Location or origin of the cattle is a big deal. So is the time of the year. Recently I was studying a history book and charts of 16th-century America. At the time men outlived women. But in the West Indies and Southeast coast men were mostly dead at 40 years of age. The same was true in the Chesapeake area of Virginia and Maryland. Canada, the Hudson Bay and New England averaged 60 and more years of life expectancy. Women up north were birthing and often raising eight to 12 children, as compared to two children in the southeast colonies. Remember that the Caribbean and South was mostly developing cash crops while the North was growing gardens, trading with Indians, fishing, and milking a cow or two. Their soils were more highly mineralized and not “cashed out.”

I’ve previously mentioned the fact that large wild ruminants tend to move around a lot. Much of the movement had to do with predators but a bunch of it had to do with grass and health and the soil where it grew. Yes, water was very important, too, as was salt. Highly mineralized soils with limited moisture had big numbers of buffalo (bison). The area I call the buffalo strip extends north from the Gulf Coast of west Texas to Canada. It takes in an area that is 150 or so miles wide. It is where cattle tend to do really good even today. Much of it has become known as short grass prairie. Location is important and we need to mimic many of these conditions especially in respect of the soil and mineralization where we manage land and resources.

Unpredictability can get most of us into a position where we quickly wonder what’s happening. The natural model often offers most of or maybe all of the right answers if we investigate and learn.

Recently I made the statement and wrote that most of the grasslands and savannah environments that we manage were never the home of large ruminants for extensive periods. Remember that large herds tended to stay close together in a state of movement. Older, non-limestone-based, non-volcanic soils tend to need regular inputs to increase soil health therefore quality production, growth, health and immune functions the year round of plants and animals. Age and acclimation are important. The same is true of annual moisture levels.

In the past food was a local issue. This is no longer true but continually needs our consideration. Yearlings that are functional and grown on pastures in the environment where they were born can be very healthy and perform with a small amount of supplement.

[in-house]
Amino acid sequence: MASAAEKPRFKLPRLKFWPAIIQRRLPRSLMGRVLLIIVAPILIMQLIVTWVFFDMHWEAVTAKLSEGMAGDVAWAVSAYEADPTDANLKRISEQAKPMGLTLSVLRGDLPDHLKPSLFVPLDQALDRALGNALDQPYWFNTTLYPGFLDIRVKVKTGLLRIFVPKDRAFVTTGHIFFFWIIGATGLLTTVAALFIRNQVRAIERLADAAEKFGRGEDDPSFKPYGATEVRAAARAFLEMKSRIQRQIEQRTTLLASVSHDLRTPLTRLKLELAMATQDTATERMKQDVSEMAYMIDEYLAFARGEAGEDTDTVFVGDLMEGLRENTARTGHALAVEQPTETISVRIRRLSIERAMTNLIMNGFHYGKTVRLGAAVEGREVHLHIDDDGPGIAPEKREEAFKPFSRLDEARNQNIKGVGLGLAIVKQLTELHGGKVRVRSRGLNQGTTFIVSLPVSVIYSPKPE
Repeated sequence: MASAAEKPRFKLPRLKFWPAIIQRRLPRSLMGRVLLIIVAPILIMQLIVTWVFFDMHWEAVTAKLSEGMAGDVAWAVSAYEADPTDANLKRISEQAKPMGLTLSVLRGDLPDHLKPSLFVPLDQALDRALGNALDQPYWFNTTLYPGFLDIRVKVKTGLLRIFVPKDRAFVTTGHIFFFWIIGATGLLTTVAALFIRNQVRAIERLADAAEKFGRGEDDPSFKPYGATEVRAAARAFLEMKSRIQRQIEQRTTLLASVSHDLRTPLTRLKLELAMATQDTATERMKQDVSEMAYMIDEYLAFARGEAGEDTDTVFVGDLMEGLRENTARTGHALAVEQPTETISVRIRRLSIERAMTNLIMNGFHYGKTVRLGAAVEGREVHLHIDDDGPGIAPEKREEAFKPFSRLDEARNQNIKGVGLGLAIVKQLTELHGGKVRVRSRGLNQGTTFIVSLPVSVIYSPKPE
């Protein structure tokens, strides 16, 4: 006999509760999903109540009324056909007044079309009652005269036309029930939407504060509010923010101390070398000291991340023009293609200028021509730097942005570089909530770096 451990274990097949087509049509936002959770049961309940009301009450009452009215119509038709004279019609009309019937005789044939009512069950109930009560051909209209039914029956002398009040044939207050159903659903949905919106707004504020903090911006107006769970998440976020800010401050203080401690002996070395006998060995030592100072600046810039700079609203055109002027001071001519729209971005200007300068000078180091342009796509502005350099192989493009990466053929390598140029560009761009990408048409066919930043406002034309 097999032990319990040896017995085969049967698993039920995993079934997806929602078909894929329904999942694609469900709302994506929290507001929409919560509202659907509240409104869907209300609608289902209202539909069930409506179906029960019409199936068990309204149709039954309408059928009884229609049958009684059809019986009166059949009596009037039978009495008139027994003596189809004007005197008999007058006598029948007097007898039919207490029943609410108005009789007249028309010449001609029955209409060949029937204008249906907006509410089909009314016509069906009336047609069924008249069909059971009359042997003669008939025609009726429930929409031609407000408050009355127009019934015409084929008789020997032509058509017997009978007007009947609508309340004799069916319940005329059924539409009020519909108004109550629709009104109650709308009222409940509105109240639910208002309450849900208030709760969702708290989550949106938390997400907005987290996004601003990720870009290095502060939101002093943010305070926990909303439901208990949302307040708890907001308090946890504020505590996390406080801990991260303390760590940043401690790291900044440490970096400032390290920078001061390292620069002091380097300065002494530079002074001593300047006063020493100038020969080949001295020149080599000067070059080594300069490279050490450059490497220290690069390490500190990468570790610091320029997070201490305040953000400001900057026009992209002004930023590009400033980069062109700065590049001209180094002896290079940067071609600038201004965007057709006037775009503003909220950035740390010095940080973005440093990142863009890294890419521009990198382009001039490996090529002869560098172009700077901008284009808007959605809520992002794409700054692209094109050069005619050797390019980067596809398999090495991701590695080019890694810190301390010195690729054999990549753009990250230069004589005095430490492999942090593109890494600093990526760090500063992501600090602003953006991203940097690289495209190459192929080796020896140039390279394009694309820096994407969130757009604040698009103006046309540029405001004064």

The study and adaption of a systems approach to the cattle business is essential. When we grasp the “wholes,” they will include location, season, age, history, immune status, weather, stockmanship, nutritional status and supplement, vaccine timing and usage, genetics and all the people involved. When these issues are brought to the big table lots of this business will become much more predictable, fun and profitable. Animal health will improve.

The opinions of the author are not necessarily those of Beef Producer or Farm Progress.

About the Author(s)

R. P. 'Doc' Cooke


R. P. "Doc" Cooke, DVM, is a mostly retired veterinarian from Sparta, Tennessee. Doc has been in the cattle business since the late 1970s and figures he's driven 800,000 miles, mostly at night, while practicing food animal medicine and surgery in five counties in the Upper Cumberland area of middle Tennessee. He says all those miles schooled him well in "man-made mistakes" and that his age and experiences have allowed him to be mentored by the area’s most fruitful and unfruitful "old timers." Doc believes these relationships provided him unfair advantages in thought and the opportunity to steal others’ ideas and tweak them to fit his operations. Today most of his veterinary work is telephone consultation with graziers in five or six states. He also writes and hosts ranching schools. He is a big believer in having fun while ranching but is serious about business and other producers’ questions. Doc’s operation, 499 Cattle Company, now has an annual stocking rate of about 500 pounds beef per acre of pasture and he grazes 12 months each year with no hay or farm equipment and less than two pounds of daily supplement. You can reach him by cell phone at (931) 256-0928 or at [email protected].